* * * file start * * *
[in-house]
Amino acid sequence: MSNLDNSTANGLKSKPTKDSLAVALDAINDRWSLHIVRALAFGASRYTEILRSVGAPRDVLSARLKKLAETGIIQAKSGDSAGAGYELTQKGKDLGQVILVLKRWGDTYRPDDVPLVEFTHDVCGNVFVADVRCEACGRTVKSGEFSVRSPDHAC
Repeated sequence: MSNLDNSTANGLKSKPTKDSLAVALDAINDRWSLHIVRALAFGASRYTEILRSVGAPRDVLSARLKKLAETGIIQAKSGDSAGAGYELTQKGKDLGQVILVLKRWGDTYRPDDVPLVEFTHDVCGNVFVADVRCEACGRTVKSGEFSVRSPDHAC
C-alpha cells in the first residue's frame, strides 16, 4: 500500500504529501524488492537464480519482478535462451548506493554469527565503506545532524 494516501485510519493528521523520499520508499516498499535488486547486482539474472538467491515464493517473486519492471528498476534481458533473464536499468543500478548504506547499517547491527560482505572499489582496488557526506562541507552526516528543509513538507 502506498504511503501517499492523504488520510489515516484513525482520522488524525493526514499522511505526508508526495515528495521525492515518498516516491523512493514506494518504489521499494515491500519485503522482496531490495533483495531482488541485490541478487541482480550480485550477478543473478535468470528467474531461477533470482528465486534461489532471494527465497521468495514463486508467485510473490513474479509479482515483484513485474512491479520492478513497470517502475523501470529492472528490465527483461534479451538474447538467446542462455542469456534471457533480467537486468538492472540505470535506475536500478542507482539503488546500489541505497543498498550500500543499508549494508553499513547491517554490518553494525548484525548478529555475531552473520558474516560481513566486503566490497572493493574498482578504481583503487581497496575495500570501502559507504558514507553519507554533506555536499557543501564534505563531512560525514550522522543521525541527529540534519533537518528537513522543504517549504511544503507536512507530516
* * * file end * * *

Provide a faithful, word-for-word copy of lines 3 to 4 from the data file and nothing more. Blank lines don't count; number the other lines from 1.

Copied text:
Repeated sequence: MSNLDNSTANGLKSKPTKDSLAVALDAINDRWSLHIVRALAFGASRYTEILRSVGAPRDVLSARLKKLAETGIIQAKSGDSAGAGYELTQKGKDLGQVILVLKRWGDTYRPDDVPLVEFTHDVCGNVFVADVRCEACGRTVKSGEFSVRSPDHAC
C-alpha cells in the first residue's frame, strides 16, 4: 500500500504529501524488492537464480519482478535462451548506493554469527565503506545532524 494516501485510519493528521523520499520508499516498499535488486547486482539474472538467491515464493517473486519492471528498476534481458533473464536499468543500478548504506547499517547491527560482505572499489582496488557526506562541507552526516528543509513538507 502506498504511503501517499492523504488520510489515516484513525482520522488524525493526514499522511505526508508526495515528495521525492515518498516516491523512493514506494518504489521499494515491500519485503522482496531490495533483495531482488541485490541478487541482480550480485550477478543473478535468470528467474531461477533470482528465486534461489532471494527465497521468495514463486508467485510473490513474479509479482515483484513485474512491479520492478513497470517502475523501470529492472528490465527483461534479451538474447538467446542462455542469456534471457533480467537486468538492472540505470535506475536500478542507482539503488546500489541505497543498498550500500543499508549494508553499513547491517554490518553494525548484525548478529555475531552473520558474516560481513566486503566490497572493493574498482578504481583503487581497496575495500570501502559507504558514507553519507554533506555536499557543501564534505563531512560525514550522522543521525541527529540534519533537518528537513522543504517549504511544503507536512507530516